Egypt’s Jon Stewart Comes to America
Comedy scares some people. Typically, as I have personally witnessed, it’s usually people in positions of power, or bigots. Neither wants to be laughed at out of fear it will undermine their credibility or message. And this fear can cause some to lash out.
Comedian Bassem Youssef, known as “Egypt’s Jon Stewart,” found this out the hard way. For those unfamiliar with Youssef, he is wildly popular across the Middle East for hosting a weekly TV satirical show that was inspired by Stewart and The Daily Show. Youssef’s show boasted 40 million viewers a week. To put that in perspective, the top rated show on American network TV the week before the Super Bowl was CBS’ Scorpion, which netted about 12 million viewers.
Youssef also has close to four million Twitter followers. That puts him ahead of well-known American celebrities like Robert Downey, Jr., Russell Simmons—and even more than his beloved Daily Show.
But despite Youssef’s superstar status in the Middle East, last year he chose to end his Egyptian TV show. Why? Well, it wasn’t for some Hollywood reason like, “I can’t go any further creatively.” No, the show ended because of reasons beyond Youssef’s control, namely the rise of General Abdel Fatah al-Sisi to the Egyptian Presidency in June 2014.
Youssef, who I interviewed Saturday on my weekly SiriusXm radio show, made it clear that under Sisi’s rule there’s no room for political dissent, let alone comedy at Sisi’s expense. Keep in mind that since Sisi came to power less than a year ago, he has reportedly imprisoned scores of journalists critical of his administration and close to 20,000 Egyptians have been incarcerated for speaking out against the regime.
And as Rula Jabreal noted in Salon last week, almost “40,000 people have been detained in prison camps without trial (or put on farcical show trials), tortured, raped and murdered” by Sisi’s government. Yet the Egyptian strongman still has his supporters in Wasington. Just last month, in fact, Republican Rep. Louie Gohmert said that he hoped that “one day that our top leaders in this country will have the courage of president el-Sisi in Egypt.”
So Egypt is now very a tough room to play for a political comedian. Forget hecklers: We are talking imprisonment, or worse.
Not that it was always easy for Youssef before Sisi came to power. His show was born out of the 2011 Egyptian revolution. “I would see people in street chanting for freedom and justice. But then I'd go home and on State run TV it was a totally different reality. Imagine all your channels being Fox News,” Youssef joked.
So Youssef, who like many comedians is also a heart surgeon, began filming the protests in Tahrir Square and intercutting it in a comedic ways with the footage from Egypt’s state run TV. He then uploaded the clips on YouTube as five-minute webisodes. “I really thought maybe we would get 10,000 views,” he said. They wound up getting over five million.
Next thing you know, Youssef is offered a TV show. A political satirical TV show on Egyptian TV is far more remarkable than some might realize. Criticism of the government was not permitted under the almost 30 year reign of Hosni Mubarak, which came to an end in 2011. In fact, when I performed stand up in Egypt I was told I could make no political jokes about its leaders.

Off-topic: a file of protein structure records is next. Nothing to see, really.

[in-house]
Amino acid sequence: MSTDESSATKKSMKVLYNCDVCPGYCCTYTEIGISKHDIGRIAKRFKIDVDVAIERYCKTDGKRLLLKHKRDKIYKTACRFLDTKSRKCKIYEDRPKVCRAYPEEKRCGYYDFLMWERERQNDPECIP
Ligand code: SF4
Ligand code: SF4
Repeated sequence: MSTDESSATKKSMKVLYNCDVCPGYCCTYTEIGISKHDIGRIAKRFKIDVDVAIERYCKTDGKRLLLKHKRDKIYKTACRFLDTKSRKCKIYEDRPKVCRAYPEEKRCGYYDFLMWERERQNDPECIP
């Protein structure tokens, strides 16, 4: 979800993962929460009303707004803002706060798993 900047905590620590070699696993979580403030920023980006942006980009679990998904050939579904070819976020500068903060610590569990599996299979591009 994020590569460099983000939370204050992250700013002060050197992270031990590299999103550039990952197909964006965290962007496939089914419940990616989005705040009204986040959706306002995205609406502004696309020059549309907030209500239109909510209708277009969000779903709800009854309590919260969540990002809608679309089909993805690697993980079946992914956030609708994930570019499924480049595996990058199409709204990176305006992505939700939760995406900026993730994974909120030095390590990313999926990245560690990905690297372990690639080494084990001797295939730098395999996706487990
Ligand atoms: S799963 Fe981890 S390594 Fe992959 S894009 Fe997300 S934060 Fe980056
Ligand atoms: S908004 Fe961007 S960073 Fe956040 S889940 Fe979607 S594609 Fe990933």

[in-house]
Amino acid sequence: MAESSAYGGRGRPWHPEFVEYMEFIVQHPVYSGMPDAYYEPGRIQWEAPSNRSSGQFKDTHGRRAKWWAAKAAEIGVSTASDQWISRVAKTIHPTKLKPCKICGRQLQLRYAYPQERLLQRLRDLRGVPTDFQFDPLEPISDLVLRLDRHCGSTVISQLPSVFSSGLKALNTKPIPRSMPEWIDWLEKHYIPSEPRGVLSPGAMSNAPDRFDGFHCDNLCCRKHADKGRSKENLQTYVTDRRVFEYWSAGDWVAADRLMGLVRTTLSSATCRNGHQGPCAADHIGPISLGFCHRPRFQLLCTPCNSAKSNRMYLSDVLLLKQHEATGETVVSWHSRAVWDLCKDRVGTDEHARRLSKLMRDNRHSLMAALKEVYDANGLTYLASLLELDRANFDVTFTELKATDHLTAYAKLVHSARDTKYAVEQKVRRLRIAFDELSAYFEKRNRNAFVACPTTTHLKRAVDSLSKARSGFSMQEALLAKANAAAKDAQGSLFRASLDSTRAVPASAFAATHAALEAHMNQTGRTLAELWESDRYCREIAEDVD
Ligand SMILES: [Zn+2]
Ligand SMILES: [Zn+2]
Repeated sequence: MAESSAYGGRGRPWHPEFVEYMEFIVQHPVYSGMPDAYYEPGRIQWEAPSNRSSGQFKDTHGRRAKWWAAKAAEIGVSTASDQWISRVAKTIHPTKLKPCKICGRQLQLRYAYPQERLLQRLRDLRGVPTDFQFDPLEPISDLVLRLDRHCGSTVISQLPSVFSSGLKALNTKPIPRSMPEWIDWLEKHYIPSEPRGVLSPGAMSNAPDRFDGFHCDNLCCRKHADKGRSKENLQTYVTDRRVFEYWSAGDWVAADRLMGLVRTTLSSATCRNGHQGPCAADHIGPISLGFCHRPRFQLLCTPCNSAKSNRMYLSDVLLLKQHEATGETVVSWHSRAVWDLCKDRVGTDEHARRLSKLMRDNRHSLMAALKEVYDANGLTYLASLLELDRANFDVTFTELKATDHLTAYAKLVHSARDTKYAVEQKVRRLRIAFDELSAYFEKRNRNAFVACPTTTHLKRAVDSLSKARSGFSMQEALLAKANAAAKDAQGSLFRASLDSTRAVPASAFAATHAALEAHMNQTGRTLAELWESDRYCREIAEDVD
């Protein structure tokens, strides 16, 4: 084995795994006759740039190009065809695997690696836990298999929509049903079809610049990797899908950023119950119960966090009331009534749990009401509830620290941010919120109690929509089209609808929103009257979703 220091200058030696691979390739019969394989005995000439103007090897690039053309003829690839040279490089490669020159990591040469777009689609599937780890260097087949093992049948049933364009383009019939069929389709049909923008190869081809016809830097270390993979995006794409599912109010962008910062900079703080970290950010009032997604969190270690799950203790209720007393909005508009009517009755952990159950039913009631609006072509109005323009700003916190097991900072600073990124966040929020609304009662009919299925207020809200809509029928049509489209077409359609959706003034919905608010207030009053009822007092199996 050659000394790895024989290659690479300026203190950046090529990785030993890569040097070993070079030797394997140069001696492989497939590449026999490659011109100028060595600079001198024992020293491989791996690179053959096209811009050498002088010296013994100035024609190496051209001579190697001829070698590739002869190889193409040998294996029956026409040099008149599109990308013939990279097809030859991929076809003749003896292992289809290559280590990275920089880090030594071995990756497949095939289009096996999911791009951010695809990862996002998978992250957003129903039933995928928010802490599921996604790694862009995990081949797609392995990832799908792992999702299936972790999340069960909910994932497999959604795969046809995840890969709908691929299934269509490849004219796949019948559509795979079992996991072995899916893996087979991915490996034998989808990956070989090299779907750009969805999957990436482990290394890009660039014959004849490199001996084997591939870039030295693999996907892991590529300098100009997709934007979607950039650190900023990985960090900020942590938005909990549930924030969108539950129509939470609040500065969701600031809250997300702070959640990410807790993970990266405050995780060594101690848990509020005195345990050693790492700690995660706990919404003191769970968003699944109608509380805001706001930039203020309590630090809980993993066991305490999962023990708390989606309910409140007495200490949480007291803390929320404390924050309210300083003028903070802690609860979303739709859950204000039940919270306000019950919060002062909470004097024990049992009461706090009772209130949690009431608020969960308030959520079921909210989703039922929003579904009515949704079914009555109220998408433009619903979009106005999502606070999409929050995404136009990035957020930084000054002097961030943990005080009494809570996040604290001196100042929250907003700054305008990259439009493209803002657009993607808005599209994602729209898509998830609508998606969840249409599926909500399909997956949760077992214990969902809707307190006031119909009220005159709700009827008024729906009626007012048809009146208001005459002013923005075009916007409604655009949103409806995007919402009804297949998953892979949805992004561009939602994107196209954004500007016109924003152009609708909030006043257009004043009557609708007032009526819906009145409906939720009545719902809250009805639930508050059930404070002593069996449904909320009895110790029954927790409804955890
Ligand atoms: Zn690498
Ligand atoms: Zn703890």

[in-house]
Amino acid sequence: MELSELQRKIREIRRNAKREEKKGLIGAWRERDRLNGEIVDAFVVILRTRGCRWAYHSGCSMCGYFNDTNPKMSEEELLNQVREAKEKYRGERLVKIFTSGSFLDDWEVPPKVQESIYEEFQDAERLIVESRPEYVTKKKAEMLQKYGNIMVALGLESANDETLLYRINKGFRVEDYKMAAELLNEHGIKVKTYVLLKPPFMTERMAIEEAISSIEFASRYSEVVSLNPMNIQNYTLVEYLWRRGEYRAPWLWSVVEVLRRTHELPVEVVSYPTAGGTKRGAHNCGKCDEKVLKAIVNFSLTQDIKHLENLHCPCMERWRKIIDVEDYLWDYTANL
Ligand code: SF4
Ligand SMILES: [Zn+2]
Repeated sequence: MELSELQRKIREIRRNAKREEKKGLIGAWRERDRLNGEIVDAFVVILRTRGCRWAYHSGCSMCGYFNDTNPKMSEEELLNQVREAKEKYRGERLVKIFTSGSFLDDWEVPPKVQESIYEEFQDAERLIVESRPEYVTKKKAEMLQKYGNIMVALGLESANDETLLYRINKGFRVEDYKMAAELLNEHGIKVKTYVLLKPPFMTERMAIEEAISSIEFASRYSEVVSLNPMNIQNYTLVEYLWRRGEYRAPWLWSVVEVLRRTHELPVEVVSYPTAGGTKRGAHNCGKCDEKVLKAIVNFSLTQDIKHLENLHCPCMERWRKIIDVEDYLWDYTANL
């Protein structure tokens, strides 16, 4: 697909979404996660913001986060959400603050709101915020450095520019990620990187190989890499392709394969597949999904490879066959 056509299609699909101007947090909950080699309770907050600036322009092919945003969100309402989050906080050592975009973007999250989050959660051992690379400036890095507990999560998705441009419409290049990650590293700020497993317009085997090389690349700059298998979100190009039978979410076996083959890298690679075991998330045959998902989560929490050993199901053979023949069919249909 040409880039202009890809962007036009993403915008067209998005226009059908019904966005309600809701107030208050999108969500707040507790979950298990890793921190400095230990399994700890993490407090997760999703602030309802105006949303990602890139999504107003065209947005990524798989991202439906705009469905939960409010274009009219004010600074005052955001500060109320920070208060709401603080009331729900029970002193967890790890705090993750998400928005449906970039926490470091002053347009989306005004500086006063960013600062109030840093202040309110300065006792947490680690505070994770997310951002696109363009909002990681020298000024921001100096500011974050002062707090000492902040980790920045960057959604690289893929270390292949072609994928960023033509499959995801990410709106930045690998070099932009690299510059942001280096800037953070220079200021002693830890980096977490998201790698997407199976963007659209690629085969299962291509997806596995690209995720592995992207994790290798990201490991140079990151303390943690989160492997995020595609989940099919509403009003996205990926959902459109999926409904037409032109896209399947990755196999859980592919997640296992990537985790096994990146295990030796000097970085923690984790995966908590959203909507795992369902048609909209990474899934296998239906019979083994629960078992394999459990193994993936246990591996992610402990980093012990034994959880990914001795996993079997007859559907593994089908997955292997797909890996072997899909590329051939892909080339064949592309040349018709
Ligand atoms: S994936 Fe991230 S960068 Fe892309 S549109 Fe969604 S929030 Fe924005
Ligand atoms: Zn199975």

But with Mubarak out in early 2011, “fear crumbled and we could finally speak and joke about politics,” Youssef explained. He noted he was at first tentative about criticizing the leaders of the interim government. There was still a “fear factor.” But soon that faded and the show really took off.
Egypt, however, was in a period of political uncertainty that in turn led to uncertainty on the limits for satire. And what was okay under the interim government soon became more challenging when the nation’s leadership changed in June 2012 and the Muslim Brotherhood’s Mohamed Morsi was elected president.
Youssef initially encountered few problems for skewering Morsi. Then, in April 2013, Youssef was charged with several crimes stemming from his ridiculing of Morsi and even Morsi’s hat. (It was a huge hat!)
But soon the charges were dropped and Youssef was back in business. In fact, the self-described highlight of his career came in June 2013 when his idol, Stewart, appeared on Youssef’s show. “Jon had been filming his movie Rosewater in Jordan and flew over to be on the show,” Youssef explained.
The studio audience had no idea Stewart would be a guest on that show. Stewart was escorted out with a black hood over his head as part of a comedy bit about catching a spy. Youssef then lifted off the hood to reveal Stewart. The studio audience went insane. I’m talking like HBO Def Comedy Jam audiences but on steroids. Stewart evens spoke some Arabic on the show.
By the next month, however, Morsi would be forced out of power and the military took control of Egypt. Youssef tried to navigate these new waters but it soon became clear to him that after Sisi took office in June 2014, there would be no place for satirical humor in Egypt mocking those in power.
So where is Youssef now? On Monday night, Youssef will be making his fourth appearance on The Daily Show, this time delivering a scripted comedy rant about the Middle East.
And he will be serving as a resident fellow at Harvard’s Kennedy School of Government for the spring semester. Not a bad gig for a comedian. But that’s only for a few months. From there Youssef may head off to Dubai to start a new venture, but things seem a little bit in flux.
One thing is clear, though: At least for now, Youssef is a comedian who can’t go home. And it’s all because he tells jokes that scare people in power.